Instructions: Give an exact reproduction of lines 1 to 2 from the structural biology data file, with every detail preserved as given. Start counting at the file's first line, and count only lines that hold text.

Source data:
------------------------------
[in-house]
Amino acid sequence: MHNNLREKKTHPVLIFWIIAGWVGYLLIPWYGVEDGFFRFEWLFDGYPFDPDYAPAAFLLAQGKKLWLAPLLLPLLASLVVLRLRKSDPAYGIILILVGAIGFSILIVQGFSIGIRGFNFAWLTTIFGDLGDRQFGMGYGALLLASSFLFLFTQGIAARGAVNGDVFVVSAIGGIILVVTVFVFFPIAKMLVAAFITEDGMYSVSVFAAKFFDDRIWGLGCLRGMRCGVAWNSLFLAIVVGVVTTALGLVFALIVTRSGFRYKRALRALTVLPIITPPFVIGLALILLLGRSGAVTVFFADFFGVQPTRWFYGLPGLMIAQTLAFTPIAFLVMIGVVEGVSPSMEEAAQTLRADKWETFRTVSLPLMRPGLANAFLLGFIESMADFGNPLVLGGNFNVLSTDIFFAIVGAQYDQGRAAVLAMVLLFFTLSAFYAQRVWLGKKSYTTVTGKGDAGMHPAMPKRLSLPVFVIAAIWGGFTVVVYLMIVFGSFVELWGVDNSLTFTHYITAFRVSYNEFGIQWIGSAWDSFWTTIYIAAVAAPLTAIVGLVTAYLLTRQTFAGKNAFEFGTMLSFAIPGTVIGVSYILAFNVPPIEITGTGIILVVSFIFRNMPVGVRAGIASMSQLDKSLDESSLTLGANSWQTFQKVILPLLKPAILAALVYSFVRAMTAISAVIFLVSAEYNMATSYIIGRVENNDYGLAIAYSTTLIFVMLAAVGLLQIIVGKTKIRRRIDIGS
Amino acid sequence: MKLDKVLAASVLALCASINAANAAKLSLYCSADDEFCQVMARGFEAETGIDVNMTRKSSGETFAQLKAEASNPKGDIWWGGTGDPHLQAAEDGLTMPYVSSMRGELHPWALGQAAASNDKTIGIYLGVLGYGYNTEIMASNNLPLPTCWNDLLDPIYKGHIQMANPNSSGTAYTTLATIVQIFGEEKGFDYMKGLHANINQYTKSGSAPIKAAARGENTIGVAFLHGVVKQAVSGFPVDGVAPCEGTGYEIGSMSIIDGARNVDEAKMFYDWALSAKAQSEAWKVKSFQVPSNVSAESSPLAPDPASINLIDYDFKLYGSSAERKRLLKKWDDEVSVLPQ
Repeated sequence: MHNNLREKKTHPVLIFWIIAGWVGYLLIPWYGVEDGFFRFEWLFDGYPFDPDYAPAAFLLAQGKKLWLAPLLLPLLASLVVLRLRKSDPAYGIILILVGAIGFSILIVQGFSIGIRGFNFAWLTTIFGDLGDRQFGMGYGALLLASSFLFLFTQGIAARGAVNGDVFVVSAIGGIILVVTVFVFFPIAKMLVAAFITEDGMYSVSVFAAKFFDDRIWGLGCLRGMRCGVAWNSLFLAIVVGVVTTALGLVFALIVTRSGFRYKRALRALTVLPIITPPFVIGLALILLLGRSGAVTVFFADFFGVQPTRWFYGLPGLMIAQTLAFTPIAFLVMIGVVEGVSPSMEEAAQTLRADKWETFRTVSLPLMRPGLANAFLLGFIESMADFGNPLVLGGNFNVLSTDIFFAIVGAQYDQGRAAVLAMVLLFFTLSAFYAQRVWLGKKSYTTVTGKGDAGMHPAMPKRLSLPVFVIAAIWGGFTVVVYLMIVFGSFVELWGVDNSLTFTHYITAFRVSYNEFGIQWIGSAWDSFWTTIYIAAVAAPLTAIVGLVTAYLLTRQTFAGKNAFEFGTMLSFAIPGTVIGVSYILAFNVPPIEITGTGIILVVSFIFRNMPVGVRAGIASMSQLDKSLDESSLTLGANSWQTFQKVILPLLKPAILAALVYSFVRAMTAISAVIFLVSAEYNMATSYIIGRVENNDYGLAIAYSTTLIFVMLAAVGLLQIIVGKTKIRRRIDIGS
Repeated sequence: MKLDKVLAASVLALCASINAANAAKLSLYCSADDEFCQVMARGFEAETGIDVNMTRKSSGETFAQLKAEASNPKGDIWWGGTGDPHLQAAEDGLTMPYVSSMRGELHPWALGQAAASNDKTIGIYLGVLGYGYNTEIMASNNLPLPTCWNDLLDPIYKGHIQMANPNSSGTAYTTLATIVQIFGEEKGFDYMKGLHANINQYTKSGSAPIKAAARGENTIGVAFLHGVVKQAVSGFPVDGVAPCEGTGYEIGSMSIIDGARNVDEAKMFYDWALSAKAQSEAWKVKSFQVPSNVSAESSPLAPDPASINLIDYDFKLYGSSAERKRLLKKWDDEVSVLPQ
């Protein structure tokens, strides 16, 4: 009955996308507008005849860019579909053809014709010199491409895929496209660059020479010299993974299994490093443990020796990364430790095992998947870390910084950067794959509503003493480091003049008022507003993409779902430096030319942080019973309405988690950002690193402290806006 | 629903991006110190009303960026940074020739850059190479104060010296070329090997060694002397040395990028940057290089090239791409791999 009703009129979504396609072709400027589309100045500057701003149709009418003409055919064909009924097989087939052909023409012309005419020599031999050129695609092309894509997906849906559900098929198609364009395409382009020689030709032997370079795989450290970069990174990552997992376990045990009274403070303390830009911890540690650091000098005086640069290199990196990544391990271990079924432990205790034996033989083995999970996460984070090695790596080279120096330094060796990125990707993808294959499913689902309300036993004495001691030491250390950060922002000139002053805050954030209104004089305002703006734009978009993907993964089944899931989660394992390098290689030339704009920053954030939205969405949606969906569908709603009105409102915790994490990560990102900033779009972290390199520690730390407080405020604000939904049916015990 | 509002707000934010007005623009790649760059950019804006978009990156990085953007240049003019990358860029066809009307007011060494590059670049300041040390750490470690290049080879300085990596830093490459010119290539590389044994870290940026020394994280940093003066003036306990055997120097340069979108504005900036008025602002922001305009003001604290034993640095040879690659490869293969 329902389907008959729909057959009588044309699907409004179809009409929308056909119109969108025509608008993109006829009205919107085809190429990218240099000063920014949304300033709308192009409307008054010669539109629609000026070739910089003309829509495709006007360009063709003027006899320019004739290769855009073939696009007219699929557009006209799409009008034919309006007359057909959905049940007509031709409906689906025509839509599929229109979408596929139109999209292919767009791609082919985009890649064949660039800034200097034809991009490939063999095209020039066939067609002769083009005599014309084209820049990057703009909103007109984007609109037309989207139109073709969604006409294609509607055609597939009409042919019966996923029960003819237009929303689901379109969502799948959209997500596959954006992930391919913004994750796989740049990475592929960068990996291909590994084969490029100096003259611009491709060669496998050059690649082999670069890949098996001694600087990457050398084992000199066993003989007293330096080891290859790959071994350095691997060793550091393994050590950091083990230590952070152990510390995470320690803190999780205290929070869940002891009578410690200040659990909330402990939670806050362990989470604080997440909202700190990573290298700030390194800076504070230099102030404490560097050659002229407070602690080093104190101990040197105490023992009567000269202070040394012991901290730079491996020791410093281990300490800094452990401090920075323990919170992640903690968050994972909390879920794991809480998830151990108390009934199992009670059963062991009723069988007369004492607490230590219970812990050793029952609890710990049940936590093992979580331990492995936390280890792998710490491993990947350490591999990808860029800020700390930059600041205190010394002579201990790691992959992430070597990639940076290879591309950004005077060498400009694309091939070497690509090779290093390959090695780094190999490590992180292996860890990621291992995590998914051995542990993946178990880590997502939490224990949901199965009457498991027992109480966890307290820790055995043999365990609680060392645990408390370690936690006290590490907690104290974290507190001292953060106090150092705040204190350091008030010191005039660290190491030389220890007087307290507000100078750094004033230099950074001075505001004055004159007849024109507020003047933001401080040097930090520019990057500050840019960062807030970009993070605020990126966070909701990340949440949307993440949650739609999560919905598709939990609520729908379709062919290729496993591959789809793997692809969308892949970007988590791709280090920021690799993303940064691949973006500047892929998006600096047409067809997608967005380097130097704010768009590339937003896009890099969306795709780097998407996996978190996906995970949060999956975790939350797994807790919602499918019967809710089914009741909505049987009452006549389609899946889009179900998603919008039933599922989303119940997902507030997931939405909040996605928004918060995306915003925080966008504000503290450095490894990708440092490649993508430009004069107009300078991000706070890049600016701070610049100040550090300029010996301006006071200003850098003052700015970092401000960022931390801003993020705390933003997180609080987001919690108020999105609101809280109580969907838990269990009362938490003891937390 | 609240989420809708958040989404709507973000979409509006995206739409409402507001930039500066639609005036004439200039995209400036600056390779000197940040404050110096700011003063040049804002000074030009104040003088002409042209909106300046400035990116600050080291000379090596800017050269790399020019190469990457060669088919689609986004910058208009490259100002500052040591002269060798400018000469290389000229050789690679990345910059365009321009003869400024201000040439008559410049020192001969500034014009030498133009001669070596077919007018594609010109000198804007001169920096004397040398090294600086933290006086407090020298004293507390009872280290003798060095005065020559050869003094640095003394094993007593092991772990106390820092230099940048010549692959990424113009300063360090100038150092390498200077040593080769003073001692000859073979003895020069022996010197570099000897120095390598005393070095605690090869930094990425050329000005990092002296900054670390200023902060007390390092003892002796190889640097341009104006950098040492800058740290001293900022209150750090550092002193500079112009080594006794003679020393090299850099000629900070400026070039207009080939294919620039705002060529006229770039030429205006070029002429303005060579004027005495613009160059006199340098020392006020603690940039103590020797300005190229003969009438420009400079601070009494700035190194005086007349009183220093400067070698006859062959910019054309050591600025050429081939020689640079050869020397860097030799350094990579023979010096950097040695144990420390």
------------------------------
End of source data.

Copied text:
[in-house]
Amino acid sequence: MHNNLREKKTHPVLIFWIIAGWVGYLLIPWYGVEDGFFRFEWLFDGYPFDPDYAPAAFLLAQGKKLWLAPLLLPLLASLVVLRLRKSDPAYGIILILVGAIGFSILIVQGFSIGIRGFNFAWLTTIFGDLGDRQFGMGYGALLLASSFLFLFTQGIAARGAVNGDVFVVSAIGGIILVVTVFVFFPIAKMLVAAFITEDGMYSVSVFAAKFFDDRIWGLGCLRGMRCGVAWNSLFLAIVVGVVTTALGLVFALIVTRSGFRYKRALRALTVLPIITPPFVIGLALILLLGRSGAVTVFFADFFGVQPTRWFYGLPGLMIAQTLAFTPIAFLVMIGVVEGVSPSMEEAAQTLRADKWETFRTVSLPLMRPGLANAFLLGFIESMADFGNPLVLGGNFNVLSTDIFFAIVGAQYDQGRAAVLAMVLLFFTLSAFYAQRVWLGKKSYTTVTGKGDAGMHPAMPKRLSLPVFVIAAIWGGFTVVVYLMIVFGSFVELWGVDNSLTFTHYITAFRVSYNEFGIQWIGSAWDSFWTTIYIAAVAAPLTAIVGLVTAYLLTRQTFAGKNAFEFGTMLSFAIPGTVIGVSYILAFNVPPIEITGTGIILVVSFIFRNMPVGVRAGIASMSQLDKSLDESSLTLGANSWQTFQKVILPLLKPAILAALVYSFVRAMTAISAVIFLVSAEYNMATSYIIGRVENNDYGLAIAYSTTLIFVMLAAVGLLQIIVGKTKIRRRIDIGS